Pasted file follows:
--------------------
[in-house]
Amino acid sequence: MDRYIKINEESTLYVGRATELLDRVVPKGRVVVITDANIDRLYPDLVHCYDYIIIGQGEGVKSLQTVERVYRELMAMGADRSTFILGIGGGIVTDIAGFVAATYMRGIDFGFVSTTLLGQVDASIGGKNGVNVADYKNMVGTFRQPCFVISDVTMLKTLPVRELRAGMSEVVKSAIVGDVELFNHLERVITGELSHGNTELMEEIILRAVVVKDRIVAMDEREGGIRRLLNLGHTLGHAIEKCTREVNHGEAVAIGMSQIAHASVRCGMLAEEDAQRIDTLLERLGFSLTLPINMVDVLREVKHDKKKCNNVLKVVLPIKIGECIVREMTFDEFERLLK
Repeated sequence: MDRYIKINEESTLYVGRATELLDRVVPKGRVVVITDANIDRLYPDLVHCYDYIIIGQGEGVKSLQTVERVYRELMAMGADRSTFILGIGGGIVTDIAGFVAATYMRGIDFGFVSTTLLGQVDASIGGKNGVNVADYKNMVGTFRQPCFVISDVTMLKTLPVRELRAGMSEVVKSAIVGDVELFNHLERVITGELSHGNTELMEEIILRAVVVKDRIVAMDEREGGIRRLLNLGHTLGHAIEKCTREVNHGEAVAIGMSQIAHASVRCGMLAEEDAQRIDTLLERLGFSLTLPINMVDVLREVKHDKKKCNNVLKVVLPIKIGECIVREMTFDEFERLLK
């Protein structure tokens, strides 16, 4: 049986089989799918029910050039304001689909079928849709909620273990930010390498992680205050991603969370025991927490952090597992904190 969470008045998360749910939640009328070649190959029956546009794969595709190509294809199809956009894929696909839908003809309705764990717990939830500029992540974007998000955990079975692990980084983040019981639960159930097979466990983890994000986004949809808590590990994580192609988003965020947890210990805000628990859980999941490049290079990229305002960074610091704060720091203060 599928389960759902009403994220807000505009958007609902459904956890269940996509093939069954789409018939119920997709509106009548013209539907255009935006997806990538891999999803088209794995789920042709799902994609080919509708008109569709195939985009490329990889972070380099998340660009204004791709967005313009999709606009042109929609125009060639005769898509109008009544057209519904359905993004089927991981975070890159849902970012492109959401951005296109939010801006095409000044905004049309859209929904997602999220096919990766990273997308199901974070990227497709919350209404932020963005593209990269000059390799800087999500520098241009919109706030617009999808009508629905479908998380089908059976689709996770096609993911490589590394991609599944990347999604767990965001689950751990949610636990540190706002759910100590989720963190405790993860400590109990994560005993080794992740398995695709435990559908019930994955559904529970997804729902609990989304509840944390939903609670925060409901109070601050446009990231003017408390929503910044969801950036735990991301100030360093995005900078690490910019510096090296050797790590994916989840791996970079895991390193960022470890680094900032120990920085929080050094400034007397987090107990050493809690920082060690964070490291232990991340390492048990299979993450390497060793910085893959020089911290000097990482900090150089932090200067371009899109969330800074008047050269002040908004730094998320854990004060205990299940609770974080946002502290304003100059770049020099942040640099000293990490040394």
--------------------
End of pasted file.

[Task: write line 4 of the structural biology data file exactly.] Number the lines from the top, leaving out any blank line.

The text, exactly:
């Protein structure tokens, strides 16, 4: 049986089989799918029910050039304001689909079928849709909620273990930010390498992680205050991603969370025991927490952090597992904190 969470008045998360749910939640009328070649190959029956546009794969595709190509294809199809956009894929696909839908003809309705764990717990939830500029992540974007998000955990079975692990980084983040019981639960159930097979466990983890994000986004949809808590590990994580192609988003965020947890210990805000628990859980999941490049290079990229305002960074610091704060720091203060 599928389960759902009403994220807000505009958007609902459904956890269940996509093939069954789409018939119920997709509106009548013209539907255009935006997806990538891999999803088209794995789920042709799902994609080919509708008109569709195939985009490329990889972070380099998340660009204004791709967005313009999709606009042109929609125009060639005769898509109008009544057209519904359905993004089927991981975070890159849902970012492109959401951005296109939010801006095409000044905004049309859209929904997602999220096919990766990273997308199901974070990227497709919350209404932020963005593209990269000059390799800087999500520098241009919109706030617009999808009508629905479908998380089908059976689709996770096609993911490589590394991609599944990347999604767990965001689950751990949610636990540190706002759910100590989720963190405790993860400590109990994560005993080794992740398995695709435990559908019930994955559904529970997804729902609990989304509840944390939903609670925060409901109070601050446009990231003017408390929503910044969801950036735990991301100030360093995005900078690490910019510096090296050797790590994916989840791996970079895991390193960022470890680094900032120990920085929080050094400034007397987090107990050493809690920082060690964070490291232990991340390492048990299979993450390497060793910085893959020089911290000097990482900090150089932090200067371009899109969330800074008047050269002040908004730094998320854990004060205990299940609770974080946002502290304003100059770049020099942040640099000293990490040394």